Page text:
It never ceases to amaze me when people who have so much risk it all for so little.
Senior Editor Phillip Marshall
If a college coach gives a player extra benefits or arranges for him to get extra benefits, he has turned control of his professional life over to a college student who already has shown himself to be willing to break the rules for his own benefit.
If a politician becomes involved in an extramarital affair or, as in the most recent case, sends sexually suggestive photographs to women he doesn’t even know, he has given away control of his political future and his reputation as a person.
Why would former Ohio State coach Jim Tressel be so short-sighted as to flagrantly violate NCAA rules to win a few games? And I shake my head every time I hear it was because of he cared so much for his players. He particularly cared for those who could help him win.
We don’t yet know the outcome of the latest scandal at Oregon, but why would Chip Kelly or other coaches hand Willie Lyles or his ilk the ability to destroy their careers?
Why would Tiger Woods, perhaps the most world’s most famous athlete, with a beautiful wife and family, risk it all to gallivant with a porn queen or numerous other women?
I believe powerful people often come to the conclusion that they aren’t like the rest of us. They believe they can do whatever they want to do whenever they want to do it. When they are caught, they stay in their make-believe world and try to lie their way out of it.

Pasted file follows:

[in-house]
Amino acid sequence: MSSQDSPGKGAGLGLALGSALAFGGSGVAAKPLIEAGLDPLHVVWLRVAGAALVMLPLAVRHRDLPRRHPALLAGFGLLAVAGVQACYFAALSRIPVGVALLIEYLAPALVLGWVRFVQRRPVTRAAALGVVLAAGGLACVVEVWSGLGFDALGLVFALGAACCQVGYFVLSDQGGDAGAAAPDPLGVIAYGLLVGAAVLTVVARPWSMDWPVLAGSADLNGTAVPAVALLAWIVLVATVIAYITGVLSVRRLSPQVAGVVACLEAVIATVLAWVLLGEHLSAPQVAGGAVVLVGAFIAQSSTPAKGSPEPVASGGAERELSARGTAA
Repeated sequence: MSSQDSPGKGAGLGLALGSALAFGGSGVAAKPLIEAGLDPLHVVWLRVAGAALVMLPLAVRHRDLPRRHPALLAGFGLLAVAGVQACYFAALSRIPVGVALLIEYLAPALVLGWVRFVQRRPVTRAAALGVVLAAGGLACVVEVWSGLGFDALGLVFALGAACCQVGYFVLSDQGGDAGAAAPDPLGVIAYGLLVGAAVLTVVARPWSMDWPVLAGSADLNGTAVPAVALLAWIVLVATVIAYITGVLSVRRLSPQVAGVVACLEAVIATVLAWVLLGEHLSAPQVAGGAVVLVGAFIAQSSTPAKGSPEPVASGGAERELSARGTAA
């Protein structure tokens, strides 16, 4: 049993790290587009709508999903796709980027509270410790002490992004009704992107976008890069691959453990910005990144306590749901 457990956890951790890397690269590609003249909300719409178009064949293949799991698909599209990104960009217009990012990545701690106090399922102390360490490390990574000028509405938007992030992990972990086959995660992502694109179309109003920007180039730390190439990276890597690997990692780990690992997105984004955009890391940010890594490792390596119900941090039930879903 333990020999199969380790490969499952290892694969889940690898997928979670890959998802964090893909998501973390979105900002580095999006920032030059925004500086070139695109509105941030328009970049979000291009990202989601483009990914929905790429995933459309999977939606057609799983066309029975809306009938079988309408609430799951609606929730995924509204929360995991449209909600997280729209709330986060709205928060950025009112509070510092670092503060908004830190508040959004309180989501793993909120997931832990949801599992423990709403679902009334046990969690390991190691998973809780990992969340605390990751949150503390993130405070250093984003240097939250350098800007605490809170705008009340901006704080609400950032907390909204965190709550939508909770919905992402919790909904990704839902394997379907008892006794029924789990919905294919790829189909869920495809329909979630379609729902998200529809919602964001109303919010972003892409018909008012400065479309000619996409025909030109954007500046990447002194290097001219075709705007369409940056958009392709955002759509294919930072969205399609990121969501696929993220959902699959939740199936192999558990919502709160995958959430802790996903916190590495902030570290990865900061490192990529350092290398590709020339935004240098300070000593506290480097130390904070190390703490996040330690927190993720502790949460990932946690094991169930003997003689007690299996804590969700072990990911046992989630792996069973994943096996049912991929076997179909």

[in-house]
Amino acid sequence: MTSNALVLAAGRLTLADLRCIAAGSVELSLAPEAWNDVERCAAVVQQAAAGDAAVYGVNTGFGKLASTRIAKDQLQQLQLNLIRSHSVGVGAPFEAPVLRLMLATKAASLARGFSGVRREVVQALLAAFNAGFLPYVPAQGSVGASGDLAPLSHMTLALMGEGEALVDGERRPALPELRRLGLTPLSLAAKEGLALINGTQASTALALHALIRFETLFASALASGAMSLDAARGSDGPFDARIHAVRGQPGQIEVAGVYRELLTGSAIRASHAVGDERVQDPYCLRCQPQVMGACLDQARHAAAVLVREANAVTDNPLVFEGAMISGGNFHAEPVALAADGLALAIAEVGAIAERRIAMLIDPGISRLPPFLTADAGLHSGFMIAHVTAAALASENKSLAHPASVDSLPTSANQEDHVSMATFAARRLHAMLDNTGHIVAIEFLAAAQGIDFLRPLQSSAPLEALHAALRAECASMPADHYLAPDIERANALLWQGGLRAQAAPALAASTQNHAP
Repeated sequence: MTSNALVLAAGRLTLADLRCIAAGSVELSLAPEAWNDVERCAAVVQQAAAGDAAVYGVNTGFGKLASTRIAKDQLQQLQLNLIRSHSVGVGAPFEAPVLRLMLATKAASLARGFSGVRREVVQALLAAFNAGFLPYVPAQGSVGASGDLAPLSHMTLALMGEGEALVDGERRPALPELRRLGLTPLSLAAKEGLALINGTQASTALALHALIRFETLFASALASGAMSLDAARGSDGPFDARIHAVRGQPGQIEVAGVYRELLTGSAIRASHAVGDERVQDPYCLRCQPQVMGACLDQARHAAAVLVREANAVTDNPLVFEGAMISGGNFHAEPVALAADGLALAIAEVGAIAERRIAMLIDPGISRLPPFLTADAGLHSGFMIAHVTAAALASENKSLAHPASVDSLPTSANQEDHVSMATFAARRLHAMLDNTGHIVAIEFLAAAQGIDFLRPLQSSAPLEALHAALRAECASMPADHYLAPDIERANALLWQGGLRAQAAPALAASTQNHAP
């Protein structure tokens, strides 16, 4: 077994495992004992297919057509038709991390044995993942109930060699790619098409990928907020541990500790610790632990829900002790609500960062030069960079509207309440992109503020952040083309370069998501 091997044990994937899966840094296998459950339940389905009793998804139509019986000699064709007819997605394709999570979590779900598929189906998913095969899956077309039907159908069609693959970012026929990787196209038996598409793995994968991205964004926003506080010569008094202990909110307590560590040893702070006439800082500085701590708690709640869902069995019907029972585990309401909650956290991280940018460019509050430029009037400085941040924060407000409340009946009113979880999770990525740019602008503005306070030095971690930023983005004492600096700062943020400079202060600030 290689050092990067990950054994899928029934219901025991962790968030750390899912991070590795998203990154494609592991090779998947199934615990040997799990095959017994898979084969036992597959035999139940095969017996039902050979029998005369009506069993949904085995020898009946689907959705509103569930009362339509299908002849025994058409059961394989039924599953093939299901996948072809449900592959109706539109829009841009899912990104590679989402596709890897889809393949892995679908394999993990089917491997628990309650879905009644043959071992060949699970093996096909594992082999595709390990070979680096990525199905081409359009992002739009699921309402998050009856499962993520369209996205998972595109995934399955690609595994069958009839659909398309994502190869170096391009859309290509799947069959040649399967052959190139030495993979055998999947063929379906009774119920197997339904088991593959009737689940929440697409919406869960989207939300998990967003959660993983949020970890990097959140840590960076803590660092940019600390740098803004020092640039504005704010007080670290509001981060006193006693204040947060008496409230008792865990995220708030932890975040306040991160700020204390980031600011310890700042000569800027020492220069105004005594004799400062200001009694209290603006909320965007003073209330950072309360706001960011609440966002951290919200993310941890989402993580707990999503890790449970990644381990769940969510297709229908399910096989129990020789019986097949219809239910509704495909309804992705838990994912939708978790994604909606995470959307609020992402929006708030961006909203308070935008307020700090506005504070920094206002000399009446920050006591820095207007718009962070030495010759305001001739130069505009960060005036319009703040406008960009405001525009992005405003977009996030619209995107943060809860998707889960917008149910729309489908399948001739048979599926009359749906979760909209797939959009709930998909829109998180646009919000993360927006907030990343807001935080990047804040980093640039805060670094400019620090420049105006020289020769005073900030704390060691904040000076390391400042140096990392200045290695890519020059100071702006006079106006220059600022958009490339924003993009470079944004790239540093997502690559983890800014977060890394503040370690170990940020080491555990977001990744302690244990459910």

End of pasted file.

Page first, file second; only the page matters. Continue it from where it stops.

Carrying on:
In college athletics, coaches who make millions of dollars a year frequently pay for very little. People wanting access give them food, furniture, clothes, arrange exotic vacations, you name it. They are greeted as heroes at every stop. Most have the character to see through all that and be committed to doing the right thing. But as in any walk of life, there are those willing to game the system.
I'm not talking here about coaches who see a player in real need and try to help. I'm not talking about boosters. I'm not talking about a coach who makes an extra telephone call or sends an illegal text message.
I'm talking about those who believe the rules don't apply to them. They are the ones who make everyone in their game look bad.
What’s the answer? I fear there really isn’t one.
We know only about those who are caught, and it’s reasonable to assume that some never do get caught. They win their games, rake in their millions and, I guess, rationalize it by telling themselves they are just doing what everyone else does.
In athletics and elsewhere, that’s the world in which we live. Some people have integrity. Some don’t. So it will always be.
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